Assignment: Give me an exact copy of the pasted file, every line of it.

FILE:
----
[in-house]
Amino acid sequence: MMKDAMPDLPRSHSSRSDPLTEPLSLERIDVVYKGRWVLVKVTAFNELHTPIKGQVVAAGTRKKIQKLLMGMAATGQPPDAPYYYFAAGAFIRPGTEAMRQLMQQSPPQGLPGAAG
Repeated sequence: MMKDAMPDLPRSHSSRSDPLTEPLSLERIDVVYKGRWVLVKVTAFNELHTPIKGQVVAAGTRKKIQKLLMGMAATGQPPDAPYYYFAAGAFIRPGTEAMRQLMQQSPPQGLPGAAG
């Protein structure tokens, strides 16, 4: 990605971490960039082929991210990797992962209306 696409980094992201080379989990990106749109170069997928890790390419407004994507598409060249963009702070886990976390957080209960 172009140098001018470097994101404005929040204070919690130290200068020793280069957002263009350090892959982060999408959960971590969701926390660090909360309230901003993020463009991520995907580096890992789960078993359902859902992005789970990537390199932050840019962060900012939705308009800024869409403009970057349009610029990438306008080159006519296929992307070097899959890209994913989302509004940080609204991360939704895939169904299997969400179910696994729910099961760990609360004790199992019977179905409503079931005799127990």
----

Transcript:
[in-house]
Amino acid sequence: MMKDAMPDLPRSHSSRSDPLTEPLSLERIDVVYKGRWVLVKVTAFNELHTPIKGQVVAAGTRKKIQKLLMGMAATGQPPDAPYYYFAAGAFIRPGTEAMRQLMQQSPPQGLPGAAG
Repeated sequence: MMKDAMPDLPRSHSSRSDPLTEPLSLERIDVVYKGRWVLVKVTAFNELHTPIKGQVVAAGTRKKIQKLLMGMAATGQPPDAPYYYFAAGAFIRPGTEAMRQLMQQSPPQGLPGAAG
């Protein structure tokens, strides 16, 4: 990605971490960039082929991210990797992962209306 696409980094992201080379989990990106749109170069997928890790390419407004994507598409060249963009702070886990976390957080209960 172009140098001018470097994101404005929040204070919690130290200068020793280069957002263009350090892959982060999408959960971590969701926390660090909360309230901003993020463009991520995907580096890992789960078993359902859902992005789970990537390199932050840019962060900012939705308009800024869409403009970057349009610029990438306008080159006519296929992307070097899959890209994913989302509004940080609204991360939704895939169904299997969400179910696994729910099961760990609360004790199992019977179905409503079931005799127990």